Society’s Influence on Eating Disorders
Having appearance-obsessed friends or significant others can create pressure that encourages eating disorders in women. Peers can influence one another in unhealthy ways. This influence can come from seemingly positive activities or affiliations like dance companies or sorority houses. There are also online chat rooms where users discuss how extreme dieting is just a lifestyle choice.
Women who are vulnerable to eating disorders often have relationship problems. Some women may be withdrawn with only superficial or conflicted connections to other people. Other women may seem to be living exciting lives filled with friends and social activities, but later they will confess that they do not feel they really fit in, that no one seems to really understand them, and that they have no true friends or confidants with whom they can share intimate feelings. Often the fear of criticism and rejection if their perceived flaws and shortcomings become known keeps women from developing meaningful and healthy friendships.
Media Influence on Eating Disorders
Our society is flooded by the images and words of the media in which happy and successful women are almost always portrayed by actors and models who are young, toned, and thin. The vast majority are stylishly dressed and have spent much time on hair styles and makeup. This media influence has led many of the young women in the U.S. to become obsessed with their appearance. Reading between the lines of many television and magazine advertisements reveals a not-so-subtle message that girls are not acceptable to society with their current appearance. Often these ads are trying to sell clothing, makeup, or services, but the message many women receive is that their body is what makes them different from the happy people on television. A study has shown that females who regularly watch TV three or more nights per week are 50 percent more likely than non-watchers to feel that they are “too fat.” About two-thirds of the TV-watching female teens dieted in the month preceding the survey. Fifteen percent admitted vomiting to control their weight. TV shows that women watch on television are fantasies, but women all over the world see them as instructions on how to look and act.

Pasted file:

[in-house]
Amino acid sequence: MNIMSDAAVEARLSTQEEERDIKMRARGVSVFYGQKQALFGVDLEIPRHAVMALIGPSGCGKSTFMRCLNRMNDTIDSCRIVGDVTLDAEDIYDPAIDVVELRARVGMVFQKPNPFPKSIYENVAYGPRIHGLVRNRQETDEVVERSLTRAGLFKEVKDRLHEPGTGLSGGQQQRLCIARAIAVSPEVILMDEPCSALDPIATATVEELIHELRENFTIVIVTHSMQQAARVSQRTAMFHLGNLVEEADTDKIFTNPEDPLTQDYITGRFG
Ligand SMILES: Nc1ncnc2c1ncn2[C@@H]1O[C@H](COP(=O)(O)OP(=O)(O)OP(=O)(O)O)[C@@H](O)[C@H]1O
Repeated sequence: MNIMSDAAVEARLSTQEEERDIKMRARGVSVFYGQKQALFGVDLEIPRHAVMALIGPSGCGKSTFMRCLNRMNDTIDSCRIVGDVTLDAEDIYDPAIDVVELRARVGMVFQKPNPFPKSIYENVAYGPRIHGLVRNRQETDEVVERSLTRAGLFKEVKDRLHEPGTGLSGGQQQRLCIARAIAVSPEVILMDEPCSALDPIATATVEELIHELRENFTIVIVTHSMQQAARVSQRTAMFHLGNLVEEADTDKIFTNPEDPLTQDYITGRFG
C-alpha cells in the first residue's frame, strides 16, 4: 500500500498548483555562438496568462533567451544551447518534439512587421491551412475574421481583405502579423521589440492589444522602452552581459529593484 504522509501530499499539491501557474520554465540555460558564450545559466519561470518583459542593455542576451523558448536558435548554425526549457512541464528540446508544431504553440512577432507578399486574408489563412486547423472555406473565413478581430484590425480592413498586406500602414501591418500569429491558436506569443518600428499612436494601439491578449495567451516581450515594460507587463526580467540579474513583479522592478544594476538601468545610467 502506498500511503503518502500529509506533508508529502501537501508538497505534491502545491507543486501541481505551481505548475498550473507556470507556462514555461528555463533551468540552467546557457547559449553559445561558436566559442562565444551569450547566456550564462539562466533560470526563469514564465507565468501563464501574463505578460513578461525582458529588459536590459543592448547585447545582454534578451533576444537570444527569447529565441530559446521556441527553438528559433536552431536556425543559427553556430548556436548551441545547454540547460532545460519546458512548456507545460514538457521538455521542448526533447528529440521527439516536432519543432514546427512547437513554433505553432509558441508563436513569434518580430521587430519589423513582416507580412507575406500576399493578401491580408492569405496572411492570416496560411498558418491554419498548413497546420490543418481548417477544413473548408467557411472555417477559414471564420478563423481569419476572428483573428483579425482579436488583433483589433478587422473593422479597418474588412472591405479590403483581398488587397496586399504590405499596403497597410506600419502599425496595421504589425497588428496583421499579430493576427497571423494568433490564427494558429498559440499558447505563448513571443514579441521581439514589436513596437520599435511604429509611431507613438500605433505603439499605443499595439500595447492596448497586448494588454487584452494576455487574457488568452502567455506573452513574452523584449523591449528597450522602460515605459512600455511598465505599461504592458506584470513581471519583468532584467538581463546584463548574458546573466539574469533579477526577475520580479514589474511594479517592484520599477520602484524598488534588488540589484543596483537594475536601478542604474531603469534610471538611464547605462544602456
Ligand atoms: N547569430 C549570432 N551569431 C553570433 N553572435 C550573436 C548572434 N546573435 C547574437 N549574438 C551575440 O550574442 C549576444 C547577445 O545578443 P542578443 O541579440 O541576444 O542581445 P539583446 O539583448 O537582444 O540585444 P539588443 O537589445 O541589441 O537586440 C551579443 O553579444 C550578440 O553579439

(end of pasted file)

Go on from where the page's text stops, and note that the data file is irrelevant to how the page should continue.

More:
Events that Trigger an Eating Disorder
If women are vulnerable to eating disorders because of a combination of any of the factors above (or others), sometimes a trigger event can make the eating disorder more likely to occur (even years after the event). A trigger event could be a cruel teasing or a traumatic event like being raped or molested. There is some evidence to suggest that girls who achieve sexual maturity ahead of their peers, with the associated development of breasts, hips, and other physical signs of womanhood, are at increased risk of becoming eating disordered. They may wrongly interpret their new curves as “being fat” and feel uncomfortable because they no longer look like peers who still have childish bodies. Wanting to take control and fix things, but not really knowing how, and under the influence of a culture that equates success and happiness with thinness, the woman tackles her body instead of the problem at hand. Anorexia, bulimia, or binge/compulsive overeating can become activities the woman takes solace in.
Contact Our Eating Disorder and Addiction Experts
The staff at our eating disorder treatment center is trained and experienced to expertly answer your questions in a caring and supportive manner. We are here to help you put an end to the destruction of disordered eating, but we cannot help unless you reach out and contact us.